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    Having a room that you can keep clean for finishing/assembly is nice, but keep in mind that assembly may involve sanding, etc., and with a large workpiece, moving it around may or may not be ideal. I'm going to suggest that once you have that stairway out and so forth, you can do a little shuffling around to figure out the "more ideal" places for certain of your tools for your normal workflow. That will either confirm your ideas or allow you to adjust them. Nothing like moving the life-sized chess pieces around for that!
    --

    The most expensive tool is the one you buy "cheaply" and often...

  4. #4
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    Hmmm...

    I think my motivation for re-imagining the multi-purpose room is not so much for "clean room" reasons, as it is having a really nice space for all the tasks that are currently using "borrowed" space (e.g. table saw outfeed) or causing inconvenience (e.g. taking up room on workbench while I need that workbench to do the next task).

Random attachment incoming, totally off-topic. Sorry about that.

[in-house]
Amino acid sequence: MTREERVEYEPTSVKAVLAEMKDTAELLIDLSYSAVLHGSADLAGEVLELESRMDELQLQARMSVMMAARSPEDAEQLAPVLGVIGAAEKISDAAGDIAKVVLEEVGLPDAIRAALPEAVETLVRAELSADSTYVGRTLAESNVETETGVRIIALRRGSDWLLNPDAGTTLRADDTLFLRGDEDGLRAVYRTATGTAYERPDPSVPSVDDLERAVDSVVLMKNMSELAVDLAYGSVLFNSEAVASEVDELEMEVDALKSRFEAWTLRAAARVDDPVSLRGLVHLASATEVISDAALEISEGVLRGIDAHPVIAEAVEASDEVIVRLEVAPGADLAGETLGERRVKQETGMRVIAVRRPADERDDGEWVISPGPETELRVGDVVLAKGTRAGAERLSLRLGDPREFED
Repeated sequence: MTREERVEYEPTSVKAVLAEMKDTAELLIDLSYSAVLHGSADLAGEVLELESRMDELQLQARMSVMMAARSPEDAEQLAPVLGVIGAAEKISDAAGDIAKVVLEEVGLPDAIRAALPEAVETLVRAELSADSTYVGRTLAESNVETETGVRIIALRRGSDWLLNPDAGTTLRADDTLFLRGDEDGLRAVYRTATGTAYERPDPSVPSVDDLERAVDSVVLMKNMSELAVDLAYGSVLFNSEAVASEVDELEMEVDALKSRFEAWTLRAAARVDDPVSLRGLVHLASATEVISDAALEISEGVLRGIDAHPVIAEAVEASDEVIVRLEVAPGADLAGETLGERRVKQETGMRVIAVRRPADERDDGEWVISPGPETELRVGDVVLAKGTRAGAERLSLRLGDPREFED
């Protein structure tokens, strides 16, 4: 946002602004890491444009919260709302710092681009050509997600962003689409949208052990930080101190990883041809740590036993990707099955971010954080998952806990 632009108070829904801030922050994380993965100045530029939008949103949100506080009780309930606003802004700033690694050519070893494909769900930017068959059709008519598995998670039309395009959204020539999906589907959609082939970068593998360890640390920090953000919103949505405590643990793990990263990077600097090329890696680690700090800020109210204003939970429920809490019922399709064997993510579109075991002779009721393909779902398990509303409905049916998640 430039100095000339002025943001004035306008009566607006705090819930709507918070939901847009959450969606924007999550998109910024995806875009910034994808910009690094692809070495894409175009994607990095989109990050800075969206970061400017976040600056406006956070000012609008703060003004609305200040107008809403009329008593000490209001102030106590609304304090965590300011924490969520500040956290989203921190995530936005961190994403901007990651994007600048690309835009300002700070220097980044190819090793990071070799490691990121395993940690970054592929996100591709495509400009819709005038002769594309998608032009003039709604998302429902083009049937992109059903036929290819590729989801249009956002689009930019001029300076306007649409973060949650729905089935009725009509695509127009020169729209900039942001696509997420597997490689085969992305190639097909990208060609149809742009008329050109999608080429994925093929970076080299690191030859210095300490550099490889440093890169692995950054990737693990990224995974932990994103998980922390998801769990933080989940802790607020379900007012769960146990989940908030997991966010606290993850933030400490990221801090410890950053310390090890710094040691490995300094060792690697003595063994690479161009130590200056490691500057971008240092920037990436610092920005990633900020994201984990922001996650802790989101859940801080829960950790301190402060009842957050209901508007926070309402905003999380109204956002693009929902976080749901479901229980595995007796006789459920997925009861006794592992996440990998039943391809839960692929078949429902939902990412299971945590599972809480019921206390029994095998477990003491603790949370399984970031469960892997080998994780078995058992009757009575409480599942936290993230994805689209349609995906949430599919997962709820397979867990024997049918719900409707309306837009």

That is, I picture that I would do some sanding in the new clamping/assembly/finishing room (I'll just call it multi-purpose room still since it's still service multiple uses).

    I tend to sand components and sub-assemblies (except for table tops) in the machines area on the good ol' frankencart. I think I'll continue doing that as the downdraft cart does help with the mess, and it's easy enough to do for items that are easily carried.

    But bulkier items like table tops, bigger assemblies, and final projects I expect will be sanded near where they are glued up... in this new world, that would mean they are sanded in the new version of the multi-purpose room.

    Being an old barn, I tend to have to blow out and shop vac that multi-purpose room when it comes time to apply finish anways, and I'm figuring that would still be the case going forward. Cleanup all the assembly, glue, dust... then apply finish.
    - Bob R.
    Collegeville PA (30 minutes west of Philly)

  5. #5
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    Quote Originally Posted by Lisa Starr View Post
    I like your new plan. Good division of purpose and nice layouts.
    Thanks Lisa!

    Do you think that the new multi-purpose room is grouping the right sets of things?

    I feel like the right "island" (big, flat, well-lit, storage under, clamping options, easy access to drop cloths etc. etc.) benefits all of the planned operations, which is why I grouped them together. While I will have some cleaning to do (for finishing purposes and as noted in response to Jim above) I think that's the biggest "con" I can think of right now.